Wednesday, August 14

Scheveningen tournament, Round 8: Alekhine, with forfeit victory, now 8-0; Russian ace leads Janowski by one point

Alexander Alekhine increased his lead without making a move in the eighth round of the International Masters' Tournament at Scheveningen.  The young Russian was awarded a forfeit victory over his scheduled opponent Arnold van Foreest following the latter's withdrawal from the competition.  Alekhine now sports an 8-0 record, and speculation has begun concerning the possibility that he might duplicate the recent achievement of José R. Capablanca at the Rice Chess Club tourney in New York by winning 13 straight games in Scheveningen, against a notably stronger field.  Meanwhile, van Foreest, who had lost all seven games he had played to date, has been adjudged the loser of his remaining unplayed contests as well, and so finishes this event with a score of 0-13.

In action over the board, David Janowski, winner of his first six games in succession, played to his second successive draw after overlooking a simple endgame win against Jacques Mieses, and now at 7-1 trails Alekhine by a full point.  England's F.D. Yates retains his hold on third place, a point to the rear of Janowski, despite seeing his own string of six consecutive victories come to an end with a defeat at the hands of Edward Lasker.  Joining Lasker in a tie for 4th and 5th places with 5 points is Dr. A.G. Olland, who defeated J.W. te Kolsté in a game lasting only 9 moves.  In the day's remaining contests Gyula Breyer topped Fritz Englund, Rudolf Loman defeated Abraham Speijer, and Klaas Geus took the full point from Willem Schelfhout.  While today's round perhaps featured more oversights than usual, the fighting spirit that has characterized the tourney nevertheless prevailed: only seven games have been drawn through the first eight rounds.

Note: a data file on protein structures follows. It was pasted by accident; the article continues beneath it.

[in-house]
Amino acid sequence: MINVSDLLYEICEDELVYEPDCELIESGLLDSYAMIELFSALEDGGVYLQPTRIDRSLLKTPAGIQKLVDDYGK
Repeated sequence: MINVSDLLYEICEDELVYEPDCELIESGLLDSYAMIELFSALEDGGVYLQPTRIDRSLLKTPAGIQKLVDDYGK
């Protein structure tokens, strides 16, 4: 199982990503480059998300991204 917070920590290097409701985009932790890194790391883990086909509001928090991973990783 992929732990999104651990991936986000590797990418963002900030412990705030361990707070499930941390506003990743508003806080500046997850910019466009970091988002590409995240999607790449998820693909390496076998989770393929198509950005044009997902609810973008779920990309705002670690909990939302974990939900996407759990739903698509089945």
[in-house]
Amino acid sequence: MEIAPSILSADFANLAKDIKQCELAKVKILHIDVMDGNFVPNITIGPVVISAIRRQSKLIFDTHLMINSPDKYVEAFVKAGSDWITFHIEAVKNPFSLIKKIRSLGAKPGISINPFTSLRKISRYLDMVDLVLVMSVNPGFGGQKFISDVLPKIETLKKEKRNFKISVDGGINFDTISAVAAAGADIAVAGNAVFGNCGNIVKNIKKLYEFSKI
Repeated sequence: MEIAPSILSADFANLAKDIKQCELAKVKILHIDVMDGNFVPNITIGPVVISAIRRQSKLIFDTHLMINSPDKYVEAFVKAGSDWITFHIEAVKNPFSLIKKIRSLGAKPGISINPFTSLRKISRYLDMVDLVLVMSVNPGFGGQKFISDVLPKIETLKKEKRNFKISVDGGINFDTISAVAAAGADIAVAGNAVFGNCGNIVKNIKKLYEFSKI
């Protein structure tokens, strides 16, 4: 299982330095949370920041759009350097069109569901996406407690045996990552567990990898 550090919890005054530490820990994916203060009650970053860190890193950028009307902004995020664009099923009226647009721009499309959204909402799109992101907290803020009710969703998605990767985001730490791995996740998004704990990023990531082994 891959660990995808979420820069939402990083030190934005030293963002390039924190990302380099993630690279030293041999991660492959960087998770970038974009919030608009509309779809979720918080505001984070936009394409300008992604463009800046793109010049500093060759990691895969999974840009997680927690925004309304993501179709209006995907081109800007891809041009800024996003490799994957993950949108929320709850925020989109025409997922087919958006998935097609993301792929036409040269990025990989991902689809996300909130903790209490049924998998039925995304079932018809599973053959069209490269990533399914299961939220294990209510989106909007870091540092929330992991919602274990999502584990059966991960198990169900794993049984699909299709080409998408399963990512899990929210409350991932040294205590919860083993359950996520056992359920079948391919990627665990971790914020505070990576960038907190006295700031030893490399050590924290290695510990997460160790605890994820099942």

Current scores:  Alekhine 8; Janowski 7; Yates 6; Ed. Lasker, Olland 5; Breyer, Geus 4 1/2; Englund 4; te Kolsté 3 1/2; Speijer 3; Loman 2 1/2; Mieses 2; Schelfhout 1; van Foreest 0.

To the games:

Janowski, playing Black against Mieses' Vienna Game, obtained a decisive endgame advantage, only to overlook an elementary win - if the score we have received is correct - with 40...Rxc4+ 41.Kxc4 Ke6 42.Kd4 Kf5, opting instead for a Rook endgame with an extra pawn, a surplus that proved insufficient for victory.

Edward Lasker won a fine game vs. Yates.  White's 10.c5 seems to improve on analysis by the famed Danish openings expert Dr. Krause, who had recommended 10.f4.  The inclusion of the White Bishop in the attack via Bc4 is quite powerful.

Dr. Olland won a very short game against te Kolsté when the latter played a move out of order (8...Be7? rather than 8...Be6) in a well-known position from the Open Defense to the Ruy Lopez.


Not quite as quick, but equally decisive, was Breyer's defeat of Englund's Center Counter Defense.  The surprising stroke 12.Nb5 served as the opening salvo of an irresistible attack.


Loman convincingly dispatched Speijer in a Vienna Game:

Geus, as second player in the Exchange Variation of the French Defense, overcame Schelfhout, who, in seeking to attack the Black King, merely weakened his own.


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